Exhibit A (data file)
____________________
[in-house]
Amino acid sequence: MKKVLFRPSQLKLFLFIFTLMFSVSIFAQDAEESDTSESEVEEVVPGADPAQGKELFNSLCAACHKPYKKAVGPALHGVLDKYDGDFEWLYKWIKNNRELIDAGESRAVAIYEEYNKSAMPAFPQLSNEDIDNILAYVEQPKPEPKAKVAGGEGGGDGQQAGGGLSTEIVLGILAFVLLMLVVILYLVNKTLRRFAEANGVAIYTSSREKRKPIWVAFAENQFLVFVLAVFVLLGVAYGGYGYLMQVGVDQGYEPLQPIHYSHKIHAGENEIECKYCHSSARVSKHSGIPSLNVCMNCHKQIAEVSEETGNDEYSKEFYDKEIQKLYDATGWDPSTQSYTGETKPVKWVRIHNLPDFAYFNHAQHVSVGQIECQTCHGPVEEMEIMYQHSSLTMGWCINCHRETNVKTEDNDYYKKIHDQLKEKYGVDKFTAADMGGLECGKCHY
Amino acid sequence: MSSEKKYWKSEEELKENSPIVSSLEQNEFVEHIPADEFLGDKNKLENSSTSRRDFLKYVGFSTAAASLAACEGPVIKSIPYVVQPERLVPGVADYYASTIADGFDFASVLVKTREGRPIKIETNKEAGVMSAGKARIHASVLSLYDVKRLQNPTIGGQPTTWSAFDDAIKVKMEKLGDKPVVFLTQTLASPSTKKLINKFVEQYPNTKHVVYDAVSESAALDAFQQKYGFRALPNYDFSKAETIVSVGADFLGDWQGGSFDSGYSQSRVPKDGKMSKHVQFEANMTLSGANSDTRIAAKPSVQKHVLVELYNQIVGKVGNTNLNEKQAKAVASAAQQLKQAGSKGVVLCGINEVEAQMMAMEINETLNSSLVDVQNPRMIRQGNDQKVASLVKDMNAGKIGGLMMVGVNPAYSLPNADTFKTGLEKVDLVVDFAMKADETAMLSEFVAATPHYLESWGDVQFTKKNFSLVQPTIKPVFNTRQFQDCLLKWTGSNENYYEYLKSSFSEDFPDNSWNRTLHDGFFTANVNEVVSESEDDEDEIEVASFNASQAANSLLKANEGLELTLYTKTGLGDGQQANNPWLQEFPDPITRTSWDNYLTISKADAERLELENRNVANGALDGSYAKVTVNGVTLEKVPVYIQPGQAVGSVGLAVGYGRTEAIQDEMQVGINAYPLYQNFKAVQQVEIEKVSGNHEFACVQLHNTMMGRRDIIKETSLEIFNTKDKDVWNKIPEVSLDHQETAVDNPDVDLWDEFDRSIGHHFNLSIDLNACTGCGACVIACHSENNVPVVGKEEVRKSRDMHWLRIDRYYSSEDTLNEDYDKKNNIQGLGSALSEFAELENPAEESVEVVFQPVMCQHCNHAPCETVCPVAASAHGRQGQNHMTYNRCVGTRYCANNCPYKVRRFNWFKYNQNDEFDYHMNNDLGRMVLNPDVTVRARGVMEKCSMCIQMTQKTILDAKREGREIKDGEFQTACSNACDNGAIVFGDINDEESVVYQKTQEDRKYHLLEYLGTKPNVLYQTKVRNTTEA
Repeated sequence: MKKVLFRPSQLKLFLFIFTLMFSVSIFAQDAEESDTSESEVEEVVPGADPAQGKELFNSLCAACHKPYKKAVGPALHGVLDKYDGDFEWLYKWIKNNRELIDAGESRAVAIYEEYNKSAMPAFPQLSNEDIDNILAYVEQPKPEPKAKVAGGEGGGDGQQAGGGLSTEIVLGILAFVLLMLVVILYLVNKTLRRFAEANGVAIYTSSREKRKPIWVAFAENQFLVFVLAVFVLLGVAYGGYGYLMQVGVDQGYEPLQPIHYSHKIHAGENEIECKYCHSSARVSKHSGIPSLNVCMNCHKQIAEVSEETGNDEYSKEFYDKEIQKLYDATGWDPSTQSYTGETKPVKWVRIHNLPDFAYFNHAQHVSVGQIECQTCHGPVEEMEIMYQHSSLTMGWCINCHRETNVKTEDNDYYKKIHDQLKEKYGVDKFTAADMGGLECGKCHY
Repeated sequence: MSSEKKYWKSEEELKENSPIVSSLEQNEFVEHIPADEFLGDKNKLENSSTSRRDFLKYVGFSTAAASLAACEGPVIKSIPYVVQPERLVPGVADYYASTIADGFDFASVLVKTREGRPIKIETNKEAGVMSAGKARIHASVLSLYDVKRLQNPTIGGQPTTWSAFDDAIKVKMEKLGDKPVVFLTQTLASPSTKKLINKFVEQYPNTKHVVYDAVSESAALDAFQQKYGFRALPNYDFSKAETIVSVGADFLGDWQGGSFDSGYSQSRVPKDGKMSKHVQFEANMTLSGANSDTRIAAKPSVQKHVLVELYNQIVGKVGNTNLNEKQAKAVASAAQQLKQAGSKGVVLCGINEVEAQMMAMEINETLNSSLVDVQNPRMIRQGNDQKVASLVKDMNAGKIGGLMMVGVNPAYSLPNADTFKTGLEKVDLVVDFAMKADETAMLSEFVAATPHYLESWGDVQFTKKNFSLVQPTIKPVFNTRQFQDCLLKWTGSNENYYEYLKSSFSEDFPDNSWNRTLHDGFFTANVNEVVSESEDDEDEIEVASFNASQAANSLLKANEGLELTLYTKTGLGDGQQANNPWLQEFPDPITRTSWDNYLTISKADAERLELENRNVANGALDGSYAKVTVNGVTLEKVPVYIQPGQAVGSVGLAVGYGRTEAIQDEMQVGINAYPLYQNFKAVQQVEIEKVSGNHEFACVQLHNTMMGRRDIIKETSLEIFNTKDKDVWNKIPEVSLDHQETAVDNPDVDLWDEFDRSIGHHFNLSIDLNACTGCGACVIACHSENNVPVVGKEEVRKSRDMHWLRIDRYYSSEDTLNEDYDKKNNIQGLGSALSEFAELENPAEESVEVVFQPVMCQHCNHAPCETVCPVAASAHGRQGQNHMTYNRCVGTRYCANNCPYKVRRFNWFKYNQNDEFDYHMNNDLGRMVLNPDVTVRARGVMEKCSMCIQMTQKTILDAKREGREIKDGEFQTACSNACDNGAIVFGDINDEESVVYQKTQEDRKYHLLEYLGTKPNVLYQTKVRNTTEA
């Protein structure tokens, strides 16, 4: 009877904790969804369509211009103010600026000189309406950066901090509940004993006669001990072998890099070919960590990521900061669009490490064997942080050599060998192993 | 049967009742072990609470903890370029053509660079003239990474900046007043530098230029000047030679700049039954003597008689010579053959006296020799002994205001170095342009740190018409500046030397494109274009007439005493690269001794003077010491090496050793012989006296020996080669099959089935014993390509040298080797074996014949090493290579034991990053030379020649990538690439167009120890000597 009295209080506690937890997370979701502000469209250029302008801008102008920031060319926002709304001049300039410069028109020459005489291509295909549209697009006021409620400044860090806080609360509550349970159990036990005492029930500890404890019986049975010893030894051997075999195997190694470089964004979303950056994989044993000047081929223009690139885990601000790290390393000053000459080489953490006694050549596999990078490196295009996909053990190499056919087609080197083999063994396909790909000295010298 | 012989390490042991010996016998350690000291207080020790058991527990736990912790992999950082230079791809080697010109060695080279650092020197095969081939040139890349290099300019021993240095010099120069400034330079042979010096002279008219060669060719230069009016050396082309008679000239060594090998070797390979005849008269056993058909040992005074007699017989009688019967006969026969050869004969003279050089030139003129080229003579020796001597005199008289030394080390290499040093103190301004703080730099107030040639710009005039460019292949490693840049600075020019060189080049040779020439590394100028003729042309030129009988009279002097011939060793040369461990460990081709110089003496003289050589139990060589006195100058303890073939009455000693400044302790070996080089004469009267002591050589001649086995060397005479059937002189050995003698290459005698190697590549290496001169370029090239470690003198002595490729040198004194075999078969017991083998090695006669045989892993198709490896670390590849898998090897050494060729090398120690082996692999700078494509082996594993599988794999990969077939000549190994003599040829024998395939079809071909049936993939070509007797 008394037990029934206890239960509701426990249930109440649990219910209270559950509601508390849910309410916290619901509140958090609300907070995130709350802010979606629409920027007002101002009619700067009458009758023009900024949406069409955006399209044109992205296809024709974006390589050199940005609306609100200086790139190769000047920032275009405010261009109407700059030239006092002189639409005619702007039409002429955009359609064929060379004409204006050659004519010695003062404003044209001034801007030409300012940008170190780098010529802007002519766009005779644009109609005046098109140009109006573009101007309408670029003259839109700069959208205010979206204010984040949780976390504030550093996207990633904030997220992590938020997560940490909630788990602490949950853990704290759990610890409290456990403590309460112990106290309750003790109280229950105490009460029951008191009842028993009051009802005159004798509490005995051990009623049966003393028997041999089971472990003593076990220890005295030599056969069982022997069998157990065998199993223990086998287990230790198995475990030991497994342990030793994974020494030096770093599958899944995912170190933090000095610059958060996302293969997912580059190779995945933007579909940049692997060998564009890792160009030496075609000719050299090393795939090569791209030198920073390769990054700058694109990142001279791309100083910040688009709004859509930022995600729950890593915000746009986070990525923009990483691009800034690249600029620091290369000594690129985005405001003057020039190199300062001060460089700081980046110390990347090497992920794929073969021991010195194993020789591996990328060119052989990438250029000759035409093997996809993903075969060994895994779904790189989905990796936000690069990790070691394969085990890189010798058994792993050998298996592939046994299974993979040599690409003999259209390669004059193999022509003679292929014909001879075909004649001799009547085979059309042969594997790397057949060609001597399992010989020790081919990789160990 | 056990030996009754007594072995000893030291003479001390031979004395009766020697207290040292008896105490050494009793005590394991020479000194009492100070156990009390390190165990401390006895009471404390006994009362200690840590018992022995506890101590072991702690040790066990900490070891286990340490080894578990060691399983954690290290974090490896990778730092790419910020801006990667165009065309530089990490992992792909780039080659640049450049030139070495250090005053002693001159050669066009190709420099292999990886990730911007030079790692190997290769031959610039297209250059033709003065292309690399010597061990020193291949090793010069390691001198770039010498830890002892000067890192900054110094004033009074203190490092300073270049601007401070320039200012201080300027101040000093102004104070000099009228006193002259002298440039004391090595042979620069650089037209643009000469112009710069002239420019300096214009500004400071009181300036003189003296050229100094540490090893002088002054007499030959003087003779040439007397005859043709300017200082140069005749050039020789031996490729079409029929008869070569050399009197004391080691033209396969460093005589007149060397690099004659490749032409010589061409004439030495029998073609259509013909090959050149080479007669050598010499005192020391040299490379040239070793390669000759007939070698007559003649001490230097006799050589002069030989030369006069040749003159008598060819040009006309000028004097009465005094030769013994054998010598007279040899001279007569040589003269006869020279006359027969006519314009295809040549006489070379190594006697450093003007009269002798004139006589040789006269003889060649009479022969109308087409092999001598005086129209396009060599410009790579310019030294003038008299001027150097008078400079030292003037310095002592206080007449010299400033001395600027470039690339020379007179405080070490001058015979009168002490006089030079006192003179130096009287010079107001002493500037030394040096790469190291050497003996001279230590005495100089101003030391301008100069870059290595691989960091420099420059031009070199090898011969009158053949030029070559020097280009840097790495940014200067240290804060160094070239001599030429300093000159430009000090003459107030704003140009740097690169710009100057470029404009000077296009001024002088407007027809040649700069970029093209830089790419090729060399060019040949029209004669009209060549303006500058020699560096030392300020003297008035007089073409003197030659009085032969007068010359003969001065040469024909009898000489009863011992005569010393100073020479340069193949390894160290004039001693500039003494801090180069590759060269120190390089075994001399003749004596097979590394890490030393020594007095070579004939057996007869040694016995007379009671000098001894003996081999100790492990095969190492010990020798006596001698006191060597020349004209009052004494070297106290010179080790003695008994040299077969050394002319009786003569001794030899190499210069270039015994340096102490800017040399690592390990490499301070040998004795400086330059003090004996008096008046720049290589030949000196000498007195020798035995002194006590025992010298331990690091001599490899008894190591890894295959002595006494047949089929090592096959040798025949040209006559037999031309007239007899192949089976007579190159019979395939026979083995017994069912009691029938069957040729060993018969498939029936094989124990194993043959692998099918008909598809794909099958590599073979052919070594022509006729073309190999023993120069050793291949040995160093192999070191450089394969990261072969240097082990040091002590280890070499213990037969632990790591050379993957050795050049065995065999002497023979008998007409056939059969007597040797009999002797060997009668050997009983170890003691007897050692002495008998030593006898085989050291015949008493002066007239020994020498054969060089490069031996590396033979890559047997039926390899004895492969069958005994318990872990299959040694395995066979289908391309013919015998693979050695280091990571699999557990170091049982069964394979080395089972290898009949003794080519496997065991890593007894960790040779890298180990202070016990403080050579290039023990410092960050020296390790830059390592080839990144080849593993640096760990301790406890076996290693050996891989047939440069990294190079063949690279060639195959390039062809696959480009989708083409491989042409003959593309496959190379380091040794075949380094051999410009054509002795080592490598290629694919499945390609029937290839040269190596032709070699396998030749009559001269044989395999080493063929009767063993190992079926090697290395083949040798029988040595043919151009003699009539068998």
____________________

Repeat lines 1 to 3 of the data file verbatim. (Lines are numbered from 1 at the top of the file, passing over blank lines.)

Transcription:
[in-house]
Amino acid sequence: MKKVLFRPSQLKLFLFIFTLMFSVSIFAQDAEESDTSESEVEEVVPGADPAQGKELFNSLCAACHKPYKKAVGPALHGVLDKYDGDFEWLYKWIKNNRELIDAGESRAVAIYEEYNKSAMPAFPQLSNEDIDNILAYVEQPKPEPKAKVAGGEGGGDGQQAGGGLSTEIVLGILAFVLLMLVVILYLVNKTLRRFAEANGVAIYTSSREKRKPIWVAFAENQFLVFVLAVFVLLGVAYGGYGYLMQVGVDQGYEPLQPIHYSHKIHAGENEIECKYCHSSARVSKHSGIPSLNVCMNCHKQIAEVSEETGNDEYSKEFYDKEIQKLYDATGWDPSTQSYTGETKPVKWVRIHNLPDFAYFNHAQHVSVGQIECQTCHGPVEEMEIMYQHSSLTMGWCINCHRETNVKTEDNDYYKKIHDQLKEKYGVDKFTAADMGGLECGKCHY
Amino acid sequence: MSSEKKYWKSEEELKENSPIVSSLEQNEFVEHIPADEFLGDKNKLENSSTSRRDFLKYVGFSTAAASLAACEGPVIKSIPYVVQPERLVPGVADYYASTIADGFDFASVLVKTREGRPIKIETNKEAGVMSAGKARIHASVLSLYDVKRLQNPTIGGQPTTWSAFDDAIKVKMEKLGDKPVVFLTQTLASPSTKKLINKFVEQYPNTKHVVYDAVSESAALDAFQQKYGFRALPNYDFSKAETIVSVGADFLGDWQGGSFDSGYSQSRVPKDGKMSKHVQFEANMTLSGANSDTRIAAKPSVQKHVLVELYNQIVGKVGNTNLNEKQAKAVASAAQQLKQAGSKGVVLCGINEVEAQMMAMEINETLNSSLVDVQNPRMIRQGNDQKVASLVKDMNAGKIGGLMMVGVNPAYSLPNADTFKTGLEKVDLVVDFAMKADETAMLSEFVAATPHYLESWGDVQFTKKNFSLVQPTIKPVFNTRQFQDCLLKWTGSNENYYEYLKSSFSEDFPDNSWNRTLHDGFFTANVNEVVSESEDDEDEIEVASFNASQAANSLLKANEGLELTLYTKTGLGDGQQANNPWLQEFPDPITRTSWDNYLTISKADAERLELENRNVANGALDGSYAKVTVNGVTLEKVPVYIQPGQAVGSVGLAVGYGRTEAIQDEMQVGINAYPLYQNFKAVQQVEIEKVSGNHEFACVQLHNTMMGRRDIIKETSLEIFNTKDKDVWNKIPEVSLDHQETAVDNPDVDLWDEFDRSIGHHFNLSIDLNACTGCGACVIACHSENNVPVVGKEEVRKSRDMHWLRIDRYYSSEDTLNEDYDKKNNIQGLGSALSEFAELENPAEESVEVVFQPVMCQHCNHAPCETVCPVAASAHGRQGQNHMTYNRCVGTRYCANNCPYKVRRFNWFKYNQNDEFDYHMNNDLGRMVLNPDVTVRARGVMEKCSMCIQMTQKTILDAKREGREIKDGEFQTACSNACDNGAIVFGDINDEESVVYQKTQEDRKYHLLEYLGTKPNVLYQTKVRNTTEA